Years ago, God asked me to say four short prayers as often as I thought of them: ‘open my eyes,’ ‘enlarge my heart,’ ‘use me’ and ‘rescue me.’ I have prayed them literally thousands of times as I go through my day, while sitting in planning meetings, counseling leaders or congregants, and even while teaching. Though short and simple, God has used each of the four prayers to help guide and grow me as a leader. In this series of posts, I’m writing in depth about each prayer. I encourage you to pick up God’s challenge to me by committing to pray each new prayer as often as you think of it.  Today we will dig into the third: use me.


Use me

With open eyes and large hearts, we are ready to be used by God. With our eyes open, we see the depth of need in this world. With our hearts enlarged, we cannot turn away. It only makes sense to pray next, ‘God use me to help others live with open eyes and enlarged hearts.’

Use me in this moment.

God is looking for people to use as He builds  His Kingdom. We see this in His call to Isaiah:

Isaiah 6:8 — Then I heard the voice of the Lord saying, “Whom shall I send? And who will go for us?” And I said, “Here am I. Send me!”

As we do the ongoing work of leadership, there are moments when God wants to break through and pour out, and He looks for a vessel to use. When we pray ‘use me,’ we declare our availability as a vessel. We are saying with Isaiah, “Here am I. Send me!” Very often God doesn’t use the most gifted person or the most capable but the most willing.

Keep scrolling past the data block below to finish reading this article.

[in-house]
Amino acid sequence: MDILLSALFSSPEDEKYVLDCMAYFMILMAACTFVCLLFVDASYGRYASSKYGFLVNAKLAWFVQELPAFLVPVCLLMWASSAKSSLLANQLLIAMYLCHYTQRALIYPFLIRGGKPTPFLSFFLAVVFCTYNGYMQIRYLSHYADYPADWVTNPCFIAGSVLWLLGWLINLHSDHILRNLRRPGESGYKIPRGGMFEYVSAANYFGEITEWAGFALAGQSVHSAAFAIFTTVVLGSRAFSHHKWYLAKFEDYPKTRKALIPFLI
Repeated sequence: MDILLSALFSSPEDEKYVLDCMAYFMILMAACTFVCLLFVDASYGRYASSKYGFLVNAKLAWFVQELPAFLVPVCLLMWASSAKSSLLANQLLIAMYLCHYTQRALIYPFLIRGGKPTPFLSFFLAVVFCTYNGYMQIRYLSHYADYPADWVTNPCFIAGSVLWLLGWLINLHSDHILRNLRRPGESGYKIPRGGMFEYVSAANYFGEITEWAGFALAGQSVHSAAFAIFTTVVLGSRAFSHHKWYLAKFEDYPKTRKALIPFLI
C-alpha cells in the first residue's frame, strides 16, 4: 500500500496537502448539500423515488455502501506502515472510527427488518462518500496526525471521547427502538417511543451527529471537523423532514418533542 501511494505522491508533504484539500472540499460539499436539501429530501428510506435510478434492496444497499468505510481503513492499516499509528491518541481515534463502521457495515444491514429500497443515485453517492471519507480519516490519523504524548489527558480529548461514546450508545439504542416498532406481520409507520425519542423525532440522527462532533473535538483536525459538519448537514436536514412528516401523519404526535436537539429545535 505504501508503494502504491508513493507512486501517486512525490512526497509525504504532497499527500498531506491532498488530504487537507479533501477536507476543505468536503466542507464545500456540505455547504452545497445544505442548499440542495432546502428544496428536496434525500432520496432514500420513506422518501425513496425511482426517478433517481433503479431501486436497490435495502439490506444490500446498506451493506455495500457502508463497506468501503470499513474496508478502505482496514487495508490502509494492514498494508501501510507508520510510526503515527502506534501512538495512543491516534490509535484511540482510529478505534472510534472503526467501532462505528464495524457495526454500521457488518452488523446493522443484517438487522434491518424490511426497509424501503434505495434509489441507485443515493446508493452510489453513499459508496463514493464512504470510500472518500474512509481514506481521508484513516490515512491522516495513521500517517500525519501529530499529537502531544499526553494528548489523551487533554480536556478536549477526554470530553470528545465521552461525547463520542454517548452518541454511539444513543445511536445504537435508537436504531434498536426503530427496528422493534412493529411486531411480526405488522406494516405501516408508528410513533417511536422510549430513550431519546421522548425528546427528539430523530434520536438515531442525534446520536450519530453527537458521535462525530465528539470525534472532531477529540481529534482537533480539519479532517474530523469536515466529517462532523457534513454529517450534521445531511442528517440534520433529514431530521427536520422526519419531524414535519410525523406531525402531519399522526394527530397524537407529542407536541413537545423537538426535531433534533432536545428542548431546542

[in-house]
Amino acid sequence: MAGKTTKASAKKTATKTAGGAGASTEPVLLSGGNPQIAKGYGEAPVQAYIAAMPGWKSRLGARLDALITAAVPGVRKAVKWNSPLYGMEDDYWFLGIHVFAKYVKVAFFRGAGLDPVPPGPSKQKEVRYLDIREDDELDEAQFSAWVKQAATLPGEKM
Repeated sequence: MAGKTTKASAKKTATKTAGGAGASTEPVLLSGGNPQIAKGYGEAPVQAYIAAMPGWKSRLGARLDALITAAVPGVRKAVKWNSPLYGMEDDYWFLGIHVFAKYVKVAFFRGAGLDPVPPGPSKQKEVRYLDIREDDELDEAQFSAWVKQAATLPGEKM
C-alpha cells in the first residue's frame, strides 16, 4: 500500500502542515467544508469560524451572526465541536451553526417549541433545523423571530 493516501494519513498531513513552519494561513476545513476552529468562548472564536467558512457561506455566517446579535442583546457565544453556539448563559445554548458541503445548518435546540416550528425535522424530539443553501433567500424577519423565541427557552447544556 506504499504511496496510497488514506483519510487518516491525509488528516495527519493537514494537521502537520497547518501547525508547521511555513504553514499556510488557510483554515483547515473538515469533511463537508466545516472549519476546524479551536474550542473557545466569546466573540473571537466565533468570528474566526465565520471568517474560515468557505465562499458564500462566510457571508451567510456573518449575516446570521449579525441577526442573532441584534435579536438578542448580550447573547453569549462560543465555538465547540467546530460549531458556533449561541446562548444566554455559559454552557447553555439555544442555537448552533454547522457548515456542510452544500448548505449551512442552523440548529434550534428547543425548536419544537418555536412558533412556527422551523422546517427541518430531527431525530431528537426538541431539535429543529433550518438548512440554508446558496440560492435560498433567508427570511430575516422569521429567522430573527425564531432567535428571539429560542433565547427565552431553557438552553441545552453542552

Use me in your own way.

As we pray ‘use me’ we relinquish control over the specifics. God’s call to Isaiah required surrender:

Isaiah 6:9-10 — He said, “Go and tell this people: “ ‘Be ever hearing, but never understanding; be ever seeing, but never perceiving.’ Make the heart of this people calloused; make their ears dull and close their eyes. Otherwise they might see with their eyes, hear with their ears, understand with their hearts, and turn and be healed.”

This was not likely Isaiah’s desired calling, but we don’t get to choose how God uses us. Praying ‘use me’ submits our leadership to the authority of Christ.  Our part is obedience, God’s part is outcome.

Use me in spite of my weakness.

We do not ask God to use us because our strength is great; we ask God to use us because the need is great. God best displays his strength in our weakness – then there is no confusion about who gets the glory. When we are aware of our weaknesses and still pray ‘use me,’ we are affirming that we are merely conduits for the power of God.